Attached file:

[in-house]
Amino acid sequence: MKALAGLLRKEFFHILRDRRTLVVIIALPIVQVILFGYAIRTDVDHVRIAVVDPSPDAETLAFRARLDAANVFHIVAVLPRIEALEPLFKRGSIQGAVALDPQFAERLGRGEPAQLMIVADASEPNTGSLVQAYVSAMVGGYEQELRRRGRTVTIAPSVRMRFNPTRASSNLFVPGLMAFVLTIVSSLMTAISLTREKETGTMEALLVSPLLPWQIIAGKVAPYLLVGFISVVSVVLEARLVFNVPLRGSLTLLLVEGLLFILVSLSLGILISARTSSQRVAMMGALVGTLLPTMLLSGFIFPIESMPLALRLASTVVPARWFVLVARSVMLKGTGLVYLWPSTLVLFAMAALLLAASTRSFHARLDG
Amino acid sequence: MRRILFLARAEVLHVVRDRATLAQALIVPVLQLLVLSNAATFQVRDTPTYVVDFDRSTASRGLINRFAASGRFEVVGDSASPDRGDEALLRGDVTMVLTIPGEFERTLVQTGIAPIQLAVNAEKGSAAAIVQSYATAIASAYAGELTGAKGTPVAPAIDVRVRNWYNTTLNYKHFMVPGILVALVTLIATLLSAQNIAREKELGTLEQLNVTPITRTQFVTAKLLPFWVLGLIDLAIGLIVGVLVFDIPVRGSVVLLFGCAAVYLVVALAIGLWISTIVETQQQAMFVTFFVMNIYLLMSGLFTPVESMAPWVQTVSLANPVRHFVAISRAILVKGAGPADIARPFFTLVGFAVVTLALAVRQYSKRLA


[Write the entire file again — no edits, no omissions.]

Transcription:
[in-house]
Amino acid sequence: MKALAGLLRKEFFHILRDRRTLVVIIALPIVQVILFGYAIRTDVDHVRIAVVDPSPDAETLAFRARLDAANVFHIVAVLPRIEALEPLFKRGSIQGAVALDPQFAERLGRGEPAQLMIVADASEPNTGSLVQAYVSAMVGGYEQELRRRGRTVTIAPSVRMRFNPTRASSNLFVPGLMAFVLTIVSSLMTAISLTREKETGTMEALLVSPLLPWQIIAGKVAPYLLVGFISVVSVVLEARLVFNVPLRGSLTLLLVEGLLFILVSLSLGILISARTSSQRVAMMGALVGTLLPTMLLSGFIFPIESMPLALRLASTVVPARWFVLVARSVMLKGTGLVYLWPSTLVLFAMAALLLAASTRSFHARLDG
Amino acid sequence: MRRILFLARAEVLHVVRDRATLAQALIVPVLQLLVLSNAATFQVRDTPTYVVDFDRSTASRGLINRFAASGRFEVVGDSASPDRGDEALLRGDVTMVLTIPGEFERTLVQTGIAPIQLAVNAEKGSAAAIVQSYATAIASAYAGELTGAKGTPVAPAIDVRVRNWYNTTLNYKHFMVPGILVALVTLIATLLSAQNIAREKELGTLEQLNVTPITRTQFVTAKLLPFWVLGLIDLAIGLIVGVLVFDIPVRGSVVLLFGCAAVYLVVALAIGLWISTIVETQQQAMFVTFFVMNIYLLMSGLFTPVESMAPWVQTVSLANPVRHFVAISRAILVKGAGPADIARPFFTLVGFAVVTLALAVRQYSKRLA